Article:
Senate president: Minimum wage hike sure to come before legislature or voters

In Fight for $15, News by News Desk

State House News Service:

The minimum wage in Massachusetts stands at $11 and no further increases are scheduled, but Senate President Stanley Rosenberg says the Bay State will “absolutely” see a $15 minimum wage law, or at least a statewide vote on it.

“If it doesn’t happen in the Legislature, it will be on the ballot,” Rosenberg said during an appearance on WGBH. “That’s the way it’s going to be.”

While many lawmakers favor a $15 wage floor, bills boosting the minimum wage to that level have not surfaced for debate in the House or the Senate, where a consensus on the issue has not formed.

Under the last minimum wage law, the wage floor rose annually in three, one-dollar increments from $8 to its current $11.

The Raise Up Massachusetts coalition, which used the ballot to pass an earned sick time law in 2014, is weighing campaigns for potential 2018 initiative petitions calling for a $15 minimum wage and paid family and medical leave.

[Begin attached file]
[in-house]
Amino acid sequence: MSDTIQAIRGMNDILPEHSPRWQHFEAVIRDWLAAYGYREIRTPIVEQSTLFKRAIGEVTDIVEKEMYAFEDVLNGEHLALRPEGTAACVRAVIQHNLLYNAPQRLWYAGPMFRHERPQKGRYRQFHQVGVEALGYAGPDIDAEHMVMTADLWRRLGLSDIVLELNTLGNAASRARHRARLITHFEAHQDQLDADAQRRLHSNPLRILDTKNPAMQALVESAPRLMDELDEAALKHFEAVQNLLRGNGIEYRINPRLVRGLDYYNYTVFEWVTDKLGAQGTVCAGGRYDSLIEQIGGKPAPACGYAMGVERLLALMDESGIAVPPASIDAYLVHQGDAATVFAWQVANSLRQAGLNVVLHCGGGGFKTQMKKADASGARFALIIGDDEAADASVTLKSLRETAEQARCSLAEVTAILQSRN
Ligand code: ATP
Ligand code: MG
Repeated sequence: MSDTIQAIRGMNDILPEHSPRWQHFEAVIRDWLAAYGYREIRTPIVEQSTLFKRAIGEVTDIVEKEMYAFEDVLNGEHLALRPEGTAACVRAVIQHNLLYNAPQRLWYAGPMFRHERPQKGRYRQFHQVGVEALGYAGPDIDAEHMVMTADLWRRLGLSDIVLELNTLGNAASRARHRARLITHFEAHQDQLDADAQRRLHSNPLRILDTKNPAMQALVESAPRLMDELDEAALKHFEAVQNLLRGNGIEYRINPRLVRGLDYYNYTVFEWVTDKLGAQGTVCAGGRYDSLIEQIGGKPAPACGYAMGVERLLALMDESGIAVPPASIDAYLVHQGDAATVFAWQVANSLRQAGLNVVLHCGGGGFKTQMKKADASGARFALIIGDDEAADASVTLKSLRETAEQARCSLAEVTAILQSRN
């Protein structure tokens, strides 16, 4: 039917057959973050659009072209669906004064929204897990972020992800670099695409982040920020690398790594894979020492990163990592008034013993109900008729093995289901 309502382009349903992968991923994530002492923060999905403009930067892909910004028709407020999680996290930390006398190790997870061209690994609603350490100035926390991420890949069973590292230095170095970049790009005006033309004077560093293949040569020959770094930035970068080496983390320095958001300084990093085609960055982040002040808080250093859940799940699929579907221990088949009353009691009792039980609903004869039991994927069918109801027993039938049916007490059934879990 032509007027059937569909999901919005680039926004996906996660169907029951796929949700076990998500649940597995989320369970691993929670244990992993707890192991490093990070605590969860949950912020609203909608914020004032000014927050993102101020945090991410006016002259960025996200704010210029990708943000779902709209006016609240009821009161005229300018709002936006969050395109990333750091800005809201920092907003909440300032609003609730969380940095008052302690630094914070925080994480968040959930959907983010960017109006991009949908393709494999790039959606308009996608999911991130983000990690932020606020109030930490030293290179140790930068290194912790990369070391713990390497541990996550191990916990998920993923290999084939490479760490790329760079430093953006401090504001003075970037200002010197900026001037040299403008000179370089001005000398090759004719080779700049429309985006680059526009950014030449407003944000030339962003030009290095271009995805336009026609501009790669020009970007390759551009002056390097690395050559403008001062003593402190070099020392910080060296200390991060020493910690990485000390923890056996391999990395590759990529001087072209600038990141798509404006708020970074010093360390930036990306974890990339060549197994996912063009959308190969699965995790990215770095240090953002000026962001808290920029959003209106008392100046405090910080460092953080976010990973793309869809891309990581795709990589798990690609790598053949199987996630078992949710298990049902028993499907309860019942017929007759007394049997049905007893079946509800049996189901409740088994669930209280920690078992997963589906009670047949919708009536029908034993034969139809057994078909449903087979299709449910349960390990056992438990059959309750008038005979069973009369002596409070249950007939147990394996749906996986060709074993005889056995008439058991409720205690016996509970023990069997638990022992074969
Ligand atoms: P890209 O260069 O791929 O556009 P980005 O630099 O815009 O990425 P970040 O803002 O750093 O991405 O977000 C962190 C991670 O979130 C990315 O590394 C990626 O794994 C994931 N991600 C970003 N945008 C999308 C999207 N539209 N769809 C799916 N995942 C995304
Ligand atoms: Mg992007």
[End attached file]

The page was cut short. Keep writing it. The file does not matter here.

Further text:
Rosenberg said people “have been increasingly using the ballot as leverage to get the Legislature to do what it should be doing,” but he said he would prefer to have the Legislature tackle the issues, noting Democrats have super-majorities in both branches capable of overruling Gov. Charlie Baker if necessary.

“We can save people a lot of time, effort and money by just focusing and doing these things in the Legislature,” Rosenberg said.

The Senate last session passed a paid family and medical leave bill, and the latest iterations of the proposals are in committee awaiting public hearings.

Business groups tend to have a “critical eye” on the matter, mindful of implementation and cost impacts, while activists are “more expansive in their view of what is possible,” said Rosenberg, who couldn’t recall details of the bill approved by the Senate last year and said there are many different proposals.

“The whole point of doing it in the Legislature is you can balance the interests, come up with a good plan that we can afford, a good implementation strategy and getting everybody together on the same page,” said Rosenberg.

By Michael P. Norton